Peter B. Stacey graduated from Middlebury College in 1970 and received his Ph.D. from the University of Colorado, Boulder in 1978. After completing a study of the behavior of pumpkinseed sunfish for his master's thesis, he began his dissertation work on the Acorn Woodpecker in the Southwest in 1974 with Carl Bock. He then took a postdoctoral fellowship at the University of Chicago, splitting his time between the Acorn Woodpeckers and a study of foraging behavior of yellow baboons in East Africa. After appointments at Indiana State University, as curator of birds with the Denver Museum of Natural History, and at the University of Nevada, Reno, he recently retired as Research Professor of Biology at the University of New Mexico. During this time he developed an interest in Conservation Biology and Restoration Ecology, and conducted field studies of the federally threatened Mexican Spotted Owl and the endangered Southwestern Willow Flycatcher. He also used theoretical models and computer simulations to explore the importance of dispersal for the conservation of species that occur in connected series of populations, or metapopulations. His most recent work has focused upon the ecological assessment and restoration of riparian habitats in the American Southwest, which are key centers of avian biodiversity, and which are critically important to both Acorn Woodpeckers and Mexican Spotted Owls. E-mail: email@example.com.
Ronald L. Mumme became interested in ornithology as an undergraduate at the University of South Florida, where he received his B.A. in 1975. He spent the next 3 years working as a laboratory technician and as a biologist with the Southwest Florida Water Management District. In 1978 he began graduate work in the Department of Zoology, University of California, Berkeley, where he studied the social behavior of the Acorn Woodpecker at Hastings Reservation in collaboration with Walt Koenig and Frank A. Pitelka. After obtaining his Ph.D. in 1984, Mumme became a postdoctoral fellow at Cornell University and an assistant professor at Memphis State University (now the University of Memphis). In 1990 he moved to northwestern Pennsylvania and joined the faculty of Allegheny College, where he is now professor of biology. His current research focuses on the behavioral ecology of the Hooded Warbler. E-mail: firstname.lastname@example.org.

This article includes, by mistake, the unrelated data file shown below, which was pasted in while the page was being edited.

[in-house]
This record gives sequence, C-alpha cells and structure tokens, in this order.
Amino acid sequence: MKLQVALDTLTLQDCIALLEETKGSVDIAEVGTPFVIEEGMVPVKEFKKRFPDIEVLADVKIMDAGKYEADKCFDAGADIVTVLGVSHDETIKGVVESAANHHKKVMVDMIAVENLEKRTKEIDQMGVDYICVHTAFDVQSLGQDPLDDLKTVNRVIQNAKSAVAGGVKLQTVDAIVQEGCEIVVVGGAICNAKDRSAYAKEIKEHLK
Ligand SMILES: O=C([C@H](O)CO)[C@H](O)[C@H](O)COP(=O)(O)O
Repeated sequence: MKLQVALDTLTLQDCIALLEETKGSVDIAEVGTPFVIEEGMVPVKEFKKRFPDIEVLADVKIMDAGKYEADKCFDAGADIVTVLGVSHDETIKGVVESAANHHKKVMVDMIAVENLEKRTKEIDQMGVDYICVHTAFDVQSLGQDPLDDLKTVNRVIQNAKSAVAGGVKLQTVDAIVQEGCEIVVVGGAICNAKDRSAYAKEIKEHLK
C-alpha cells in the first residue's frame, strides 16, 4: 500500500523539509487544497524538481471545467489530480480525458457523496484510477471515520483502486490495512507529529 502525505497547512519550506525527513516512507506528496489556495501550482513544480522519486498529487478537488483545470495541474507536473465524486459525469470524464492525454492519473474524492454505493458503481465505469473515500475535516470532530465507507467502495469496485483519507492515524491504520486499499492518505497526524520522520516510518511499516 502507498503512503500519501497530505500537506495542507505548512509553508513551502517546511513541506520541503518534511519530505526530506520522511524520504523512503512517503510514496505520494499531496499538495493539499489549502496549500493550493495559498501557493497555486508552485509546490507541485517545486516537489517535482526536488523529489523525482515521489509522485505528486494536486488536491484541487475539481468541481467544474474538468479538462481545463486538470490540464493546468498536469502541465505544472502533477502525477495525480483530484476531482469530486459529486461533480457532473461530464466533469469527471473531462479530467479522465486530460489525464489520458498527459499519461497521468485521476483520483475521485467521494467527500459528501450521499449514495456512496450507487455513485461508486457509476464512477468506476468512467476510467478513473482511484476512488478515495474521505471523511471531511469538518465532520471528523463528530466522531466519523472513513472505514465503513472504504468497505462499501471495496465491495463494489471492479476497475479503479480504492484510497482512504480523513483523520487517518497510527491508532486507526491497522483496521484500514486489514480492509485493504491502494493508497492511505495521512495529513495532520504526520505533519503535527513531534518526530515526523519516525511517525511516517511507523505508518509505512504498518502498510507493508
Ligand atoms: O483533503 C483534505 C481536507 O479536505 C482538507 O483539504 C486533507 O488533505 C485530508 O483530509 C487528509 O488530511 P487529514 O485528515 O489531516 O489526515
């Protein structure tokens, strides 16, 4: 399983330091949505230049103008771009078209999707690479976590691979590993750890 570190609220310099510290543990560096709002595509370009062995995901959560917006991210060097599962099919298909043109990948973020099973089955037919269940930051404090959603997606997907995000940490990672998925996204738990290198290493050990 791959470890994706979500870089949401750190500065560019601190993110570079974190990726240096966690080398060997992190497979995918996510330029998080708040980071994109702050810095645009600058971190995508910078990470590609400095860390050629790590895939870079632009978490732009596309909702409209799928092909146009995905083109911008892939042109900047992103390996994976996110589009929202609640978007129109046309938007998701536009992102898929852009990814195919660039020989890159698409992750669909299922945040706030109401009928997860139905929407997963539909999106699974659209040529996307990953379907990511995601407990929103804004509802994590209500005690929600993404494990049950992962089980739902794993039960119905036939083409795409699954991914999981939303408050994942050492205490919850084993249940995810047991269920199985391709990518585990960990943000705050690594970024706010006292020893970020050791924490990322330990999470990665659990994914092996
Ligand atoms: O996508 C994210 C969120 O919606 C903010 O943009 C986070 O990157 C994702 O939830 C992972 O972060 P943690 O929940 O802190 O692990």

Mark T. Stanback obtained his B.S. from Davidson College in North Carolina in 1984. He conducted postgraduate work at Hastings Reservation on brood reduction and nestling size variation in Acorn Woodpeckers, obtaining his Ph.D. from the University of California, Berkeley in 1991. After a postdoc studying the endocrinology of cooperative breeding in the Acorn Woodpecker at the University of Washington, Stanback returned to his roots as assistant professor of biology at Davidson College, where he teaches Animal Behavior, Vertebrate Zoology, and Evolutionary Biology. In addition to working with Eastern Bluebirds, Tree Swallows, and Brown-headed Nuthatches at Davidson, Stanback has recently reactivated a study of hornbills in Namibia that he began in the 1990’s. His work with these birds focuses on reproductive allocation, sperm storage, and brood reduction. E-mail: email@example.com.